Tx history-ch-2.1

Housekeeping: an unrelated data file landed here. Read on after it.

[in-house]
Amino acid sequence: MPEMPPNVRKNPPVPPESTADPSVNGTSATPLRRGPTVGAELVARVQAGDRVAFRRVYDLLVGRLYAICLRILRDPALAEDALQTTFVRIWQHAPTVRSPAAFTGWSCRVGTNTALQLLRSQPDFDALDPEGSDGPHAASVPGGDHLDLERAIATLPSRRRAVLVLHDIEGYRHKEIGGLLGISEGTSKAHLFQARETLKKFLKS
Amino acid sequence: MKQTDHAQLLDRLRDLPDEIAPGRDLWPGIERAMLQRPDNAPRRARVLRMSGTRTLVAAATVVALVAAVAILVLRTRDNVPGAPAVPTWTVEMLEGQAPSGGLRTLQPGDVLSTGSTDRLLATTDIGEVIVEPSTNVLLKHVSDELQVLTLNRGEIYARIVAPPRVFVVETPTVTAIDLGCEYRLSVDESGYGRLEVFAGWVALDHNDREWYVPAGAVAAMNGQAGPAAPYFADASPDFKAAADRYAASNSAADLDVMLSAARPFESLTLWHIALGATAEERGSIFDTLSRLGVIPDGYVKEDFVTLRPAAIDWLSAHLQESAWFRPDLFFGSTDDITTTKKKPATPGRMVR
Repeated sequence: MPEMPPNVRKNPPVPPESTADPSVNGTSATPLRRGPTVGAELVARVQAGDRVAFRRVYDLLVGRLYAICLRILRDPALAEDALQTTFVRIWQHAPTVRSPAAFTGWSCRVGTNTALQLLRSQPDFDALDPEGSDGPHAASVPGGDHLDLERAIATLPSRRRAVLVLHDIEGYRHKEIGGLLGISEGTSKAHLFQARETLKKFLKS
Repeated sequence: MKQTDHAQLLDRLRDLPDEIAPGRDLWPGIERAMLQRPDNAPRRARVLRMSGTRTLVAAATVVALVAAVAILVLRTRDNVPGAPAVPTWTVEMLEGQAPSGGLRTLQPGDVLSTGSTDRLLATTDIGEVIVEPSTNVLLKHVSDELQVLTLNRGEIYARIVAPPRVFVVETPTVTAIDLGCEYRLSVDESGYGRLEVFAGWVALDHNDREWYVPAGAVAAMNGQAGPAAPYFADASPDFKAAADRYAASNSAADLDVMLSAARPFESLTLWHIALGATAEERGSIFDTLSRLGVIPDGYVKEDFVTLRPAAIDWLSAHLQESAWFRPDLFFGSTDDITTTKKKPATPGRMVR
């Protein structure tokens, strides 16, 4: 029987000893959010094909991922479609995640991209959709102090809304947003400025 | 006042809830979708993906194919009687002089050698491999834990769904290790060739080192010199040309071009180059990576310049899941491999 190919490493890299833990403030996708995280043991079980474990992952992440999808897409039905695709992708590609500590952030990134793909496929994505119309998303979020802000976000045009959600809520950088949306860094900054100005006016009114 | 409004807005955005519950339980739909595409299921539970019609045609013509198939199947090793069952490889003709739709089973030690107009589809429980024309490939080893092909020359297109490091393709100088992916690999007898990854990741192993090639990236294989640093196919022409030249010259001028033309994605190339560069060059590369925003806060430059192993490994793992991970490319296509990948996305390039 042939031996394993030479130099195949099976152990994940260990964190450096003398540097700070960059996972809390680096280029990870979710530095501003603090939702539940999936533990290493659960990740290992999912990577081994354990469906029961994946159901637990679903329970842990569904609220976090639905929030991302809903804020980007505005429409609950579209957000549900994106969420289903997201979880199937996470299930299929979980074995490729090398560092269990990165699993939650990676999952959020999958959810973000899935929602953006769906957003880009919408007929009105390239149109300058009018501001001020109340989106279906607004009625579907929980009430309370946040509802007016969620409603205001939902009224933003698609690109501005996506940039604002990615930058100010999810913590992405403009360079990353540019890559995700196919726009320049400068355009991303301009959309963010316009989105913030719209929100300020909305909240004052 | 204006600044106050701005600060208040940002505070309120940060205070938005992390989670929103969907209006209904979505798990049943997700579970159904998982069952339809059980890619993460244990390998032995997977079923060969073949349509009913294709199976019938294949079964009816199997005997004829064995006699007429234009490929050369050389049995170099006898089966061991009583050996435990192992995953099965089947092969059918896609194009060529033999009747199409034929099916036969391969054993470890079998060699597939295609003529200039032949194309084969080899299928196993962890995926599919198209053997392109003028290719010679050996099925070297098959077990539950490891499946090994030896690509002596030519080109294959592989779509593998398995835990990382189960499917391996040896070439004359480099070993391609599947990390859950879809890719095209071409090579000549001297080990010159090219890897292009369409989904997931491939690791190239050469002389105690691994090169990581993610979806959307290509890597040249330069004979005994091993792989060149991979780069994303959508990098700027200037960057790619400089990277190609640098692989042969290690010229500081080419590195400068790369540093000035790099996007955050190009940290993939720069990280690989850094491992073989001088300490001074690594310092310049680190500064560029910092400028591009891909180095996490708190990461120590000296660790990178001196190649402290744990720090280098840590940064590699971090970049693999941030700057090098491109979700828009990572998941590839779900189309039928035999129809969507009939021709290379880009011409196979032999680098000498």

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<ul><li> Texas History Chapter 2.1 The Physical Landscape of Texas </li> <li> Why are we studying this? Texans have long relied on the states sources of water. Texas has many different resources including aquifers and reservoirs. </li> <li> Landforms of Texas </li> <li> Landforms of Texas <ul><li>Major Landforms of Texas </li></ul><ul><li><ul><li>Plains </li></ul></li></ul><ul><li><ul><li>Hills </li></ul></li></ul><ul><li><ul><li>Plateaus </li></ul></li></ul><ul><li><ul><li>Mountain ranges </li></ul></li></ul></li> <li> Landforms of Texas <ul><li>Plains areas of flat or gently rolling land without a sharp rise or fall in elevation </li></ul></li> <li> Landforms of Texas </li> <li> Landforms of Texas <ul><li>Plateaus are areas of flat elevated land that drop sharply on one or more sides </li></ul></li> <li> Landforms of Texas <ul><li>Texas Hill Country </li></ul><ul><li>Located in Central Texas </li></ul>Texas Hill Country </li> <li> Landforms of Texas <ul><li>Ranges groups of mountains </li></ul>Guadalupe Peakhighest point in Texas </li> <li> Photos from the Guadalupe Mountains </li> <li> The Texas River System </li> <li> The Texas River System <ul><li>All rivers and streams in Texas eventually flow into the Gulf of Mexico! </li></ul><ul><li>Most Texas Rivers are located in East Texas ! </li></ul></li> <li> The Texas River System <ul><li>Tributaries any smaller stream or river that flows into a larger stream or river </li></ul>Which river is a tributary to the Rio Grande? </li> <li> The Texas River System <ul><li>Major River Systems </li></ul><ul><li><ul><li>Tributaries of the Mississippi </li></ul></li></ul><ul><li><ul><li><ul><li>Red River </li></ul></li></ul></li></ul><ul><li><ul><li><ul><li>Canadian River </li></ul></li></ul></li></ul><ul><li><ul><li>Flow directly into Gulf of Mexico </li></ul></li></ul><ul><li><ul><li><ul><li>Brazos </li></ul></li></ul></li></ul><ul><li><ul><li><ul><li>Colorado </li></ul></li></ul></li></ul><ul><li><ul><li><ul><li>Neches </li></ul></li></ul></li></ul><ul><li><ul><li><ul><li>Nueces </li></ul></li></ul></li></ul><ul><li><ul><li><ul><li>Sabine </li></ul></li></ul></li></ul><ul><li><ul><li><ul><li>Trinity </li></ul></li></ul></li></ul><ul><li><ul><li>Rio Grande and Tributaries </li></ul></li></ul><ul><li><ul><li><ul><li>Rio Grande </li></ul></li></ul></li></ul><ul><li><ul><li><ul><li>Pecos </li></ul></li></ul></li></ul></li> <li> Texas Lakes &amp; Aquifers <ul><li>Few natural lakes </li></ul><ul><li>Caddo Lake: largest natural lake in state </li></ul><ul><li>Hundreds of artificial lakes </li></ul></li> <li> Texas Lakes &amp; Aquifers <ul><li>Reservoirs artificial lakes that store water and are often used as a source of water by towns and cities </li></ul></li> <li> Texas Lakes &amp; Aquifers <ul><li>Reservoirs also used for irrigation </li></ul><ul><li>Irrigation supplying of water to crops by artificial means </li></ul></li> <li> Texas Lakes &amp; Aquifers <ul><li>Aquifer natural formations of underground gravel, rock, or sand that trap and hold rainwater </li></ul></li> <li> Texas Lakes &amp; Aquifers <ul><li>Refilling/Recharging is usually a slow process </li></ul><ul><li>Provide water for farms, home, &amp; industry </li></ul></li> <li> Texas Lakes &amp; Aquifers <ul><li>Ogallala Aquifer </li></ul><ul><li><ul><li>largest underground aquifer in the state </li></ul></li></ul><ul><li><ul><li>stretches from Texas and New Mexico all the way to South Dakota </li></ul></li></ul></li> <li> Texas Lakes &amp; Aquifers <ul><li>Edwards Aquifer </li></ul><ul><li><ul><li>underground water source for Central Texas </li></ul></li></ul><ul><li><ul><li>water source for Austin and San Antonio </li></ul></li></ul></li> </ul>